Pile Foundations and their Suitability within Construction
As housing developments upon the UK's brownfield sites continues apace the industry has had to adapt and change in order to consider the characteristics of such sites.
As housing developments upon the UK’s brownfield sites continues apace the industry has had to adapt and change in order to consider the characteristics of such sites. And whilst these developments have been gaining in commonality over the past twenty years the challenges that rising costs of excavated material disposal and the viability of piled foundations present continues to act as key concerns for many a house builder, contractor and architect. What’s more these challenges become ever more relevant for those who are constructing low rise housing. To this end this article looks at the landscape of pile foundations, explore their benefits and explain where they serve as a suitable option within construction projects.
Let’s Clear up Misconceptions Surrounding Pile Foundations
It’s an industry understanding that pile foundations generally tend to require less material to construct when compared to traditional trench fills, and as such they can provide cost reductions, as well as construction deadlines and sustainability. However despite these benefits the specific criteria for when piled foundations are to be used can seem somewhat unclear. This lack of understanding, and indeed the lack of resources and information to clear up such poor understanding, is a particular issue that the NHBC Foundation has focussed upon addressing, such as their recent publication upon Efficient Design of Piled Foundations for the Low-Rise has shown. So in this article, with the following sections, we aim to clear up the confusion that surrounds correct design approaches and selection of pile foundations, specifically in relation to the construction of low rising housing.
The Benefits of Pile Foundations
‘Direct savings’: Time and Money
Let’s begin with the many benefits of pile foundations. As a key finding within the report there were highlighted some benefits that went against previous perception, a key such example being that separate design criteria is not required when used for the construction of low rise housing.
Rather the most important factor that affects the foundation of a design is the possible damage that can occur upon the built structure. To this point it goes without saying that fissures and cracks are unacceptable within construction and the governing focus should always be upon the avoidance of potential differential movement (regardless of the foundation choice).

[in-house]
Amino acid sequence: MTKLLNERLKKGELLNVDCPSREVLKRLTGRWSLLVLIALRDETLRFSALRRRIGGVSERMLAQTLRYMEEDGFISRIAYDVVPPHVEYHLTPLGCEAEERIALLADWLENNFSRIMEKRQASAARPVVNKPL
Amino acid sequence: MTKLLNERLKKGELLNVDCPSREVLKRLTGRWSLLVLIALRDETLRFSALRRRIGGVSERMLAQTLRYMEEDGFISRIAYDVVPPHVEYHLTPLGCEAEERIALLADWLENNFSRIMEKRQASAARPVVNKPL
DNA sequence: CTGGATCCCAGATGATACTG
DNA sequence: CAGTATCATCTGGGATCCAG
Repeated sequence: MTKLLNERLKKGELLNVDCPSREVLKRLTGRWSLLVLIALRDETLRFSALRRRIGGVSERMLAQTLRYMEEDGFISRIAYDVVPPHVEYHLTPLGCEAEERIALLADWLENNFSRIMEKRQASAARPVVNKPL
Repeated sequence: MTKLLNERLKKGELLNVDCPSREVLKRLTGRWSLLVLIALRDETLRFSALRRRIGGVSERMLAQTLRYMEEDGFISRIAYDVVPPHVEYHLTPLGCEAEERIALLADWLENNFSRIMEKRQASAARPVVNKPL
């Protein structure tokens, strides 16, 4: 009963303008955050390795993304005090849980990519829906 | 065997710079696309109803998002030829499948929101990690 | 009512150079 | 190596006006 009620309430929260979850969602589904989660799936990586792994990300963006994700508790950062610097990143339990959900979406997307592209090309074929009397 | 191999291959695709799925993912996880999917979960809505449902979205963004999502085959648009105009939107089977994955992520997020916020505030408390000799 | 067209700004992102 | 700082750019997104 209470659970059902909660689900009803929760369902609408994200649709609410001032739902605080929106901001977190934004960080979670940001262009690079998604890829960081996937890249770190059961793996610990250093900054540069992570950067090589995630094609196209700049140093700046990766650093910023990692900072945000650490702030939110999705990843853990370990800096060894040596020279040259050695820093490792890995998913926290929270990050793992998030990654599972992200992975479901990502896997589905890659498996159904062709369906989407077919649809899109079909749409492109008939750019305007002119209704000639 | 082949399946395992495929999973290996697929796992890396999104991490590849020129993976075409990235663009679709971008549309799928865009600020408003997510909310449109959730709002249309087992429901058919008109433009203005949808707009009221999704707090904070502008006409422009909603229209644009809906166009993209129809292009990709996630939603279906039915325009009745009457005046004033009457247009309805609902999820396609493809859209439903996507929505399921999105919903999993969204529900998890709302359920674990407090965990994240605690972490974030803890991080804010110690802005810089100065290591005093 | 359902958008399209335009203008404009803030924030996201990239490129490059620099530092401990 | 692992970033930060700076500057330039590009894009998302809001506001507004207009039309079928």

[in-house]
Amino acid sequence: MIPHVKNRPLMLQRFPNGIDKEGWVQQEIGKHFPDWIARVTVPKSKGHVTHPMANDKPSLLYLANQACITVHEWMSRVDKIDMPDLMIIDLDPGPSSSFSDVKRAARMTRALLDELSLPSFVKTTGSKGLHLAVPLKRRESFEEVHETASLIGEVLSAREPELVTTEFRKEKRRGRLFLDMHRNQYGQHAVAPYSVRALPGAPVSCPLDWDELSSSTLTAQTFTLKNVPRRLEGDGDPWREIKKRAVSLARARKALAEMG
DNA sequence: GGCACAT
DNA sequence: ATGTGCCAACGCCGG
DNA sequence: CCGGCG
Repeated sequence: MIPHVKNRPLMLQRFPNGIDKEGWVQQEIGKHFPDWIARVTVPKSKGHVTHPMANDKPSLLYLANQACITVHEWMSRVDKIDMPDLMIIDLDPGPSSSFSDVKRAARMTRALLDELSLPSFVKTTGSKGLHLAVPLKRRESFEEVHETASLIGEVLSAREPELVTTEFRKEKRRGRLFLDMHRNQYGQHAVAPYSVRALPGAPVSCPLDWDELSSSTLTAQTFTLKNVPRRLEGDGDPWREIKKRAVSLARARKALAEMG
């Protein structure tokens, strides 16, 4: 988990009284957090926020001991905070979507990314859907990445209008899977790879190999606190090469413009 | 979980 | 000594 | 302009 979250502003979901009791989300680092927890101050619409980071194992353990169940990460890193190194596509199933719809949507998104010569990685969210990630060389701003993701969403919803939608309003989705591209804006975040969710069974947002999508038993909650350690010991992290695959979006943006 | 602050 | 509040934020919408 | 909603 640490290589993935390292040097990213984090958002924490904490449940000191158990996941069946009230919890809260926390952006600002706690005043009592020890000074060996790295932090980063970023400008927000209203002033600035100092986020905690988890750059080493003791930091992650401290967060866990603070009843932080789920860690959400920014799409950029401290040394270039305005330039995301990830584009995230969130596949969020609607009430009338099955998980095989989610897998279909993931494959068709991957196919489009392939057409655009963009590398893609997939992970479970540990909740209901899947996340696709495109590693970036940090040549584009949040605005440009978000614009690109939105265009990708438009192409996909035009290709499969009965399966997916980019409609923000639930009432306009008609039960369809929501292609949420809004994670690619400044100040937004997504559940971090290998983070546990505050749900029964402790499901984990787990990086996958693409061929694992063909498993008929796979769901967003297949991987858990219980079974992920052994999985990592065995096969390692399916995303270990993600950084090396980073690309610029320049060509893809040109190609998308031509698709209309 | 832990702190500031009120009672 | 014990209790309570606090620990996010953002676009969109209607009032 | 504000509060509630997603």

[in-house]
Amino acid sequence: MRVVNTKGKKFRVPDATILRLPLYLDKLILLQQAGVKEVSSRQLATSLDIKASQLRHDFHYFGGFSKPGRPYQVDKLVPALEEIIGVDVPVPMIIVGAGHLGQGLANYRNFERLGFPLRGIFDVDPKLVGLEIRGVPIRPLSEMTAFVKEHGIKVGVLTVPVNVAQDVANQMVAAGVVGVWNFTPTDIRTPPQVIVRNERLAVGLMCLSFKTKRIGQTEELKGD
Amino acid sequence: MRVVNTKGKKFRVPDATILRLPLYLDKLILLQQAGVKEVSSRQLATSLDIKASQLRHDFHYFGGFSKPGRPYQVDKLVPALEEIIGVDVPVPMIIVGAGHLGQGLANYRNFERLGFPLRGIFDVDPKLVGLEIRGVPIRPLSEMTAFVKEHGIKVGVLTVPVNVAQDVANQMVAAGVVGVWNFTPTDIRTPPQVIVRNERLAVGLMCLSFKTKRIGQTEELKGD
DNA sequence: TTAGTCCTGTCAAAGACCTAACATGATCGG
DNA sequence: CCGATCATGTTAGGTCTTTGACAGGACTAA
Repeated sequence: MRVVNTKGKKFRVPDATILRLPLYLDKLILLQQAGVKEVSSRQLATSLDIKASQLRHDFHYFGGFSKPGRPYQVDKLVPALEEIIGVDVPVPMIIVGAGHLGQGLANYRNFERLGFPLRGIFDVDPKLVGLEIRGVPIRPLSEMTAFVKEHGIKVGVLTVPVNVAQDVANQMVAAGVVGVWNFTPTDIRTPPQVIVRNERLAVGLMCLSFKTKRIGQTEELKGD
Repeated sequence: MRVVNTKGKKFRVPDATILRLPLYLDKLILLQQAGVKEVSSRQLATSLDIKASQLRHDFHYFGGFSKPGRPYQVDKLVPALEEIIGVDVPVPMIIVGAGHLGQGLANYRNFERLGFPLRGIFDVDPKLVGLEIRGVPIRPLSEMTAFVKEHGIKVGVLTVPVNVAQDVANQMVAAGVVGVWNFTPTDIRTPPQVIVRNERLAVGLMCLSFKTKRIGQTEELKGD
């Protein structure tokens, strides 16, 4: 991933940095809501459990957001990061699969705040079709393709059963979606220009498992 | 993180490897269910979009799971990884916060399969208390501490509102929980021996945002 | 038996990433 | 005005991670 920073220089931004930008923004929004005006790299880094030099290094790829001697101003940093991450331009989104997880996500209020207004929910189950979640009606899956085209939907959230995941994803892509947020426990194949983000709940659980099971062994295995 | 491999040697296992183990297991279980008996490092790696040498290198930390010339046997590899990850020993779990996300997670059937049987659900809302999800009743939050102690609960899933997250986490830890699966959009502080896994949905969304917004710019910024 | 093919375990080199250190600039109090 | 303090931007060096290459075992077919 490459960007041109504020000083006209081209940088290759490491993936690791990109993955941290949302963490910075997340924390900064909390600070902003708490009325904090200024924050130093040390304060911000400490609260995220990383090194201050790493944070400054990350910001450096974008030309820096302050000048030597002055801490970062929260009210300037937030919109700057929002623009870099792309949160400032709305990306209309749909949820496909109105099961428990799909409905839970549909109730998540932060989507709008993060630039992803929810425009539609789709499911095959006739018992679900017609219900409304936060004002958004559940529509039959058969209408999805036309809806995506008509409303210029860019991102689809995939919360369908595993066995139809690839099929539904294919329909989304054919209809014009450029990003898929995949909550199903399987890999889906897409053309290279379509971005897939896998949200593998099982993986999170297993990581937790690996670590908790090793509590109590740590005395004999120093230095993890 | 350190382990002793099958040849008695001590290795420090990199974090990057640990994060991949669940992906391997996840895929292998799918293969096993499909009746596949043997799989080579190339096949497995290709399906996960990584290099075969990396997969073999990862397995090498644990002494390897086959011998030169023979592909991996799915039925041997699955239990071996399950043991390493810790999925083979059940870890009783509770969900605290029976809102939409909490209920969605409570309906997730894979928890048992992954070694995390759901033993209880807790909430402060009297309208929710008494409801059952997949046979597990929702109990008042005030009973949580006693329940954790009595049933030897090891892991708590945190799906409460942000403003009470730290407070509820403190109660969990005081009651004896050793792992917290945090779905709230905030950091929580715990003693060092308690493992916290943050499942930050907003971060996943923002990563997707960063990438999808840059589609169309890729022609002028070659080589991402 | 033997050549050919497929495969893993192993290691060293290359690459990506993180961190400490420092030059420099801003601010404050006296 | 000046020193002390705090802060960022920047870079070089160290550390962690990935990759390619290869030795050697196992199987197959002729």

What’s more when avoiding differential movement, piled foundation presents another benefit in the form of less material being required for construction (which consequentially avoids the extensive excavation of ground material). This in itself then serves to speed up construction, all whilst avoiding the high associated costs with waste disposal. These benefits we shall refer to as ‘direct savings’ for the house builder, however there are additional benefits to be considered, with each falling under the umbrella of ‘indirect savings’.
‘Indirect Savings’: Avoiding Deep excavation, Environmental Agency concerns and sustainability
Let’s start with one of the most significant indirect savings that pile foundations can provide, which is the complete avoidance of deep excavation. This can serve to not merely avoid health and safety fears and concerns, but it can moreover address specific concerns of the Environmental Agency, such as the possibility of contaminated groundwater permeating underground water sources (which generally occurs as a direct result of the disruptions caused by foundation building).
This particular point is ever more relevant when constructing upon brownfields sites as contamination can present a real risk and should always be considered by the construction professional in question. To this end their choosing of the correct pile foundation can provide a tangible solution in minimising environmental risk.
What’s more when we consider the ever relevant issue of sustainability we find from the research within the report that pile foundations result in significantly lower embodied carbon than is found with alternative options. This means that the lower waste and reduced need for excavation is not only less costly, but also avoids the penalisation of traditional trench fill foundations by the 1996 Landfill Tax.
Going beyond the construction stage
When looking past the construction stage we find that pile foundations are helpful for ensuring that houses meet the demanding requirements of the Sustainable Homes scheme.
This scheme, which relies upon independent assessors, has been adopted UK wide by increasing number of local authorities in a bid to make housing within the UK greener. Specifications under the scheme encourage ‘Geothermal piles’, which utilise pile foundations along with a ground closed loop heat exchanger. This system then benefits from the subterranean thermal differences to heat the buildings that are based above them.
This is then another way in which pile foundations present an efficient, cost effective solution for the brownfield development, all whilst coming with impressive green credentials.
If you want to discuss pile foundations and how they can be of benefit to you, get in contact with us.
Copyright © Jan 2016